China South Manchuria Railway — built to 1,520 mm (4 ft 11 2732 in) Russian gauge as part of the Chinese Eastern Railway, converted by advancing Japanese troops during the Russo-Japanese War of 1904–1905 to Japanese 1,067 mm (3 ft 6 in) gauge, converted to standard gauge after the war by the new South Manchuria Railway Company.[16]
Costa Rica Operation of the national railway network was suspended in 1995 after an earthquake. As of 2013, some suburban lines are operational.
Democratic Republic of the Congo 3621 km 3 ft 6 in gauge (858 km or 533 mi electrified). Some converted from 1,000 mm (3 ft 3 38 in) and 2 ft 6 in (762 mm) gauge.
Ecuador Empresa de Ferrocarriles Ecuatorianos 965 km (600 mi)[17]
Estonia Tallinn tram 38 km (24 mi)
Ghana The national rail network of 935 km (581 mi) is presently undergoing major rehabilitation.
Haiti Saint-Marc line (defunct)
Honduras
Hong Kong Hong Kong Tramways
Indonesia 5,961 km (3,704 mi).[18] Most common gauge for Indonesian Railways. The first railway was built to standard gauge (the Semarang - Solo - Yogyakarta corridor), regauged by Japanese army during WWII to 3 ft 6 in gauge, with parts using standard gauge sleepers.
Ireland
Isle of Man Snaefell Mountain Railway
Japan 22,301 km (13,857 mi).[19] First track gauge introduced. All JR Group lines use this gauge except for high-speed shinkansen lines which use standard gauge.
Malawi Malawi Railways has 797 km (495 mi) of 3 ft 6 in gauge railways.
Mozambique Mozambique Ports and Railways operates 2,983 km (1,854 mi) of 3 ft 6 in gauge.
Namibia TransNamib operates 2,883 km (1,791 mi) of 3 ft 6 in gauge, partly converted from 600 mm (1 ft 11 58 in) gauge.
Netherlands Some tramway systems (all defunct)
New Zealand 3,900 km (2,400 mi), standardized by the Public Works Act 1870[20]
Nicaragua 373 km (232 mi) of track until closure of the national rail network in 1993. All lifted and scrapped.
Nigeria Nigerian Railway Corporation operates an isolated network of 3,505 kilometers (2,178 mi) 3 ft 6 in gauge single track lines.
Norway The gauge was first used by C A Pihl on the Hamar-Grundset Line, opened 23 June 1862.[21] The nickname CAP-gauge may be from his initials and not from the use of the gauge in the Cape Province in South Africa. Most lines were 3 ft 6 in gauge lines built in the 19th century were rebuilt to standard gauge between 1904 and 1949. The Setesdal Line, a heritage railway line of about eight km remains 3 ft 6 in gauge.
Panama Panama Tramways Company (1913–1917) and the Panama Electric Company (1917–1941).[22]
Philippines Philippine National Railways has 1,140 km (710 mi) on Luzon; From 1907-85 the now-Panay Railways had 117 km (73 mi) on Panay and from 1911-41 57 mi (92 km) on Cebu
Republic of the Congo The Congo–Ocean Railway, 502 kilometres (312 mi) long (operating).
Russia Sakhalin Railway – as of 2010 in the process of conversion to 1,520 mm (4 ft 11 2732 in) Russian gauge.
Sierra Leone There are 84 kilometres of 3 ft 6 in gauge private railways in Sierra Leone.
South Africa About 20,500 route-km.[23][24] Gautrain (80 km) is standard gauge and there are two limited 610 mm systems.
South Sudan Isolated, 248 kilometers (154 mi)
Sudan Isolated, 4,725 kilometers (2,936 mi)
Swaziland 301 kilometres (187 mi), only for transportation of goods, not passengers
Sweden Several during the 19th century, all closed or regauged.
Taiwan 1,097 km (682 mi) (Taiwan Railways Administration)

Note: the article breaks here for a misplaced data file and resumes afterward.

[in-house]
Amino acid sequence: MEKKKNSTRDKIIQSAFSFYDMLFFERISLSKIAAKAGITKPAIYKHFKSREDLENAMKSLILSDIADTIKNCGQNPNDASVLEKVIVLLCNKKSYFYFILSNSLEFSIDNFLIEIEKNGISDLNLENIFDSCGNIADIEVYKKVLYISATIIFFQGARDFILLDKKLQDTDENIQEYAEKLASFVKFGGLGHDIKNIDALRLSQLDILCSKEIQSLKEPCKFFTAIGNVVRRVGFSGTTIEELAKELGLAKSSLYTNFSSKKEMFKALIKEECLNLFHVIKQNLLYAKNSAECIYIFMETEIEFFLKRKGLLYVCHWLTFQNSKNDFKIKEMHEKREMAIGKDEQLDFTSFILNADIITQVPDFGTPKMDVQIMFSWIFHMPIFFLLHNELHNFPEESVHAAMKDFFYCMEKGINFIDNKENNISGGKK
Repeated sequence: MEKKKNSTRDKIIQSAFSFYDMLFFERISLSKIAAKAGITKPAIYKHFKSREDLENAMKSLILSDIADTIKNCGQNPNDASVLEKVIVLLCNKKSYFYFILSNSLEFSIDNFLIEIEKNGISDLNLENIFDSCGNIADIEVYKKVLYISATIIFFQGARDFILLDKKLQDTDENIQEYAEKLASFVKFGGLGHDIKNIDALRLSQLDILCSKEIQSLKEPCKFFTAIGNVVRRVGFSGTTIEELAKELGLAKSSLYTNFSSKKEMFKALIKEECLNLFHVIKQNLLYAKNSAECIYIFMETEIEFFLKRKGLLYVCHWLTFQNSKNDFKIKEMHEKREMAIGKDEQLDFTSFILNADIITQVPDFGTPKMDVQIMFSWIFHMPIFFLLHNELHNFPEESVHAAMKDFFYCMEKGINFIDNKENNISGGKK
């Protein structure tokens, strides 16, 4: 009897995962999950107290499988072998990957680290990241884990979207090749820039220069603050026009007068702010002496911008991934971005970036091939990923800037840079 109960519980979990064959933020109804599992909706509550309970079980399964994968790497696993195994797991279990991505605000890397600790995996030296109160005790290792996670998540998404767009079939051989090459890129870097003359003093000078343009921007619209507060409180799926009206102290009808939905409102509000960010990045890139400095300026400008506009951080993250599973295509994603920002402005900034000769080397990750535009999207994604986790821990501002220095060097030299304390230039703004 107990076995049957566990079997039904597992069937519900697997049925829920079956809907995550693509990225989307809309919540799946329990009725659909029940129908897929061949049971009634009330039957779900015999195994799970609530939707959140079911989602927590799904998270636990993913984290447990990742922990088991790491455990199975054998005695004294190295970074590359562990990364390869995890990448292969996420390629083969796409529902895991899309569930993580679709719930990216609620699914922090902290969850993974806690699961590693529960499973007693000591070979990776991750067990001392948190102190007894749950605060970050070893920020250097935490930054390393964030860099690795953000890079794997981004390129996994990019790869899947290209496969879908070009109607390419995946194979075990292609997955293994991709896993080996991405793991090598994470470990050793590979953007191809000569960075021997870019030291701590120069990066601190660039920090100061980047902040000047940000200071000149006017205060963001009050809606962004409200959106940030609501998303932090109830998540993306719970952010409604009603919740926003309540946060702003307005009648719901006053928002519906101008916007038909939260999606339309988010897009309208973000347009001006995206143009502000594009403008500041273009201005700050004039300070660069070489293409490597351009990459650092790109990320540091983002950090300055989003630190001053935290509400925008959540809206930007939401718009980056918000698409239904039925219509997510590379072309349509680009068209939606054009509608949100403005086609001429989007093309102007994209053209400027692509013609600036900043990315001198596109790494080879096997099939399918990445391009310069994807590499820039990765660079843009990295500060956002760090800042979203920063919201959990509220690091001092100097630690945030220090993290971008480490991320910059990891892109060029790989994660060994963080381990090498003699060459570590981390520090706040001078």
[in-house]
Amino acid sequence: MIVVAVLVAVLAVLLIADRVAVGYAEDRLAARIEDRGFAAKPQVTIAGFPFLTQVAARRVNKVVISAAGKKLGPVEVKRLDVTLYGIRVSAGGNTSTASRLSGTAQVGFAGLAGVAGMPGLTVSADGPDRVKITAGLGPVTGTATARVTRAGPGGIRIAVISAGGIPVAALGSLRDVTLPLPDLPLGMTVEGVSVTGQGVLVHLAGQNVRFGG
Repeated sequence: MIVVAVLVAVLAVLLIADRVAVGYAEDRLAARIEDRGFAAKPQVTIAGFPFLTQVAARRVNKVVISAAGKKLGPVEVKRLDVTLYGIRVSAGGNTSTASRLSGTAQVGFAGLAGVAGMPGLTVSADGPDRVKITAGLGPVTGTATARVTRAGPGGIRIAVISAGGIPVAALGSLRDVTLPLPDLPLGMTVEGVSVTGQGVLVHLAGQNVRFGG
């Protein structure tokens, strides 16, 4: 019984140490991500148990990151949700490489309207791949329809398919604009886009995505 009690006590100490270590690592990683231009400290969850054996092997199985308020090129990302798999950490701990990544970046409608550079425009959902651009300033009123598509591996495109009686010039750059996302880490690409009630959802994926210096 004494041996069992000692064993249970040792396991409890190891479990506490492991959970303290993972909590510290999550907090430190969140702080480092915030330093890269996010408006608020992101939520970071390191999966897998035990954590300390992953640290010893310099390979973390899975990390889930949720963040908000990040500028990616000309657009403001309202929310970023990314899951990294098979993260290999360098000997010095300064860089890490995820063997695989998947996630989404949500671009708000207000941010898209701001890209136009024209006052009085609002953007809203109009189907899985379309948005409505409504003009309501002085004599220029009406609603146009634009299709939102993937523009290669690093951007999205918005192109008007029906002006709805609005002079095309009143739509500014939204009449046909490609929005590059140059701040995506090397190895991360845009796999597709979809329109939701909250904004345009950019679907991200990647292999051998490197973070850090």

Tanzania Dar es Salaam to Zambia (TAZARA Railway only, rest of the network is 1,000 mm (3 ft 3 38 in).
Turkey Chemin de Fer Moudania Brousse
United Kingdom
United States
Venezuela Great Venezuela Railway
Zambia Railway Systems of Zambia
Zimbabwe National Railways of Zimbabwe

See also[edit]

References[edit]

  1. ^ Robert Fairlie - Railways Or No Railways: Narrow Gauge, Economy with Efficiency V. Broad Gauge, Costliness with Extravagance
  2. ^ Semmens, Peter (1997). High Speed in Japan: Shinkansen - The World's Busiest High-speed Railway. Sheffield, UK: Platform 5 Publishing. p. 1. ISBN 1-872524-88-5. 
  3. ^ a b Ransom, P.J.G. (1996). Narrow Gauge Steam. Oxford Publishing Co. p. 107. ISBN 0-86093-533-7. 
  4. ^ Griffiths, Ieuan Ll; Rowland, Susan (1994). The Atlas of African Affairs. Routledge. p. 168. ISBN 0-415-05488-5. 
  5. ^ Bond, John (1956). "Chapter 19, The Makers of Railways: John Molteno". They were South Africans. Oxford University Press. p. 170. 
  6. ^ Cultural, historical assessment of the Hex Pass Railway, Worcester to de Doorns
  7. ^ Burman, Jose (1984), Early Railways at the Cape, Cape Town: Human & Rousseau, ISBN 0-7981-1760-5
  8. ^ Davenport, D.E. A Railway Sketch of South Africa. 1882. Cape Town.
  9. ^ Bulpin, TV (1977) [1966]. Natal and the Zulu Country (3rd ed.). Cape Town: T.V. Bulpin Publications Ltd. pp. 224–227. 
  10. ^ Kalmar, 29-03-1897 (Blekinge-spårvidd)
  11. ^ South African Railways Index and Diagrams Electric and Diesel Locomotives, 610 mm and 1065 mm Gauges, Ref LXD 14/1/100/20, 28 January 1975, as amended
  12. ^ Bergh, Trond (2001). "Backwardness for ever: Norwegian railway engineers and the narrow gauge, light railway system". EBHA Conference 2001: Business and Knowledge A1: Knowledge as platform for strategy: page 15. 
  13. ^ Evening Post, Issue 71, 12 May 1874, Page 2
  14. ^ Track Gauges and Railway Construction (Part 1)
  15. ^ [1] Adoption of the 3ft. 6ins. gauge for Queensland railways (1983)
  16. ^ Railway and Locomotive Engineering, vol. 26 (1913), pp. 91–92
  17. ^ "CIA World Factbook, Ecuador". 
  18. ^ "CIA World Factbook, Indonesia". 
  19. ^ "CIA World Factbook, Japan". 
  20. ^ http://paperspast.natlib.govt.nz/cgi-bin/paperspast?a=d&d=CHP18700926.2.9
  21. ^ Bjerke, T. & Holom, F. (2004) Banedata 2004. Hamar/Oslo: Norsk Jernbanemuseum & Norsk Jernbaneklubb. p. 98
  22. ^ Morrison, Allen (1 February 2008). "The Tramways of Colombia / Panama". Retrieved 1 May 2011. 
  23. ^ Spoornet (Transnet's predecessor), Manual for Track Maintenance, July 2000, http://www.spoornet.co.za/SpoornetWebContentSAP/documents/track_maintenance.pdf
  24. ^ Transnet Annual Report 2010, Operational Review, http://www.overendstudio.co.za/online_reports/transnet_ar2011/op_freight.php

External links[edit]